28 Aug Driving Safe in the Fall
People from all over the United States flock to New England during the fall to admire our impressive foliage. One could drive through rural Connecticut for hours under the cover of our dazzling leaves. And while the leaves may be beautiful it creates a unique hazard for all drivers during this season. In piles by the road, they obscure potholes, curbs and can make it hard to tell the difference between the road and the shoulder, not to mention all the passing cars whip stray leaves into the air and onto the road on an almost constant basis but the real danger lies in the fact that in the fall, weather conditions can turn from perfect to perfectly scary at the drop of a hat and wet leaves in the roadway are no joke. In this article we’ll be discussing safety tips for driving in the fall.
Your tires are the critical connection between car and road no matter the weather, so making sure they are performing well is crucial to your safety. Make sure the inflation level is correct (if you’re not sure in some cases it is located on the driver side door when opened fully) and that the treads are not worn down. Also inspect the sidewalls of your tires for cracks and punctures.
The most important safety feature on any vehicle are the brakes. At your next oil change, make sure that your brake linings, drums and rotors, as well as brake fluid are checked. Also be sure to replace your windshield wipers if there is any damage on them such as cracks, any chattering to be heard when in use and if streaking on your windshield is occuring; wipers are your first line of defense in a downpour.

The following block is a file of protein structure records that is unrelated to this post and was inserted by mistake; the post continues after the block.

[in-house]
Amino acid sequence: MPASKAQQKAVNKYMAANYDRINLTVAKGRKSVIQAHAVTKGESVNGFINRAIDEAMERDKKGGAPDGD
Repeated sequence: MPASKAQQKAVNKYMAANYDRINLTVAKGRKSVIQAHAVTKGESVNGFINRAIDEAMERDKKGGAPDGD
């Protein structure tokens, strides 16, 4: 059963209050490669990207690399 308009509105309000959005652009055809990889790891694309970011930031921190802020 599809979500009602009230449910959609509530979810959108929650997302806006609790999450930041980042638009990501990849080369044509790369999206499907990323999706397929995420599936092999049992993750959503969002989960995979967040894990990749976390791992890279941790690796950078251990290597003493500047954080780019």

Now that we’ve got vehicle maintenence covered, we can move into driving tips and dangers to watch for in the fall.
With the weather getting colder, the occasional frost will begin forming. When close to freezing temperature, bridges and overpasses will become icy much more quickly than an ordinary road because ordinary roads are able to retain heat. Be sure to reduce your speed if you’re travelling on an overpass or bridge on a chilly morning. Just as perilous as ice, fallen leaves contain lots of moisture and are easy to skid and slide on. Avoid hard braking and drive slowly through any patches of leaves that you are unable to avoid.
Another caution to watch out for during the fall is the fact that children are starting to go back to school and the school buses will be making their rounds once again. It is your responsibility as a driver to remain safe around vehicles carrying children; in the presence of a bus with an extended stop arm and flashing red lights, stop and remain stopped until the warnings are withdrawn. The only time a driver is not required to stop is when approaching the front of the school bus on a completely separated roadway, not just the other side of the line.
As the year begins to come to a close, the sun will be rising later and setting earlier, therefore you may find yourself being blinded unexpectedly. Ensure your windows are free of debris and keep sunglasses handy. When using the visor, push it all of the way forward and then pull it back into an appropriate position to block the sun, not being too close because in the event of an accident it could cause serious injuries.
Fog will also start creeping over as the weather turns colder. A common misconception is that your high-beams will increase your visibility in fog; this is not the case. The more light, the more it will bounce off the fog, making it look thicker and therefore decreasing your visibilty. Deer are also a problem in some wooded areas because fall is their migration season. If you live in a forested area, keep an eye out for deer darting across the road, especially at dawn and dusk.
We here at SAVA Insurance Group hope that these tips will help you to make safe decisions on the autumn roads. Don’t hesitate to call out office at 860-437-7282 if you have any questions about fall driving!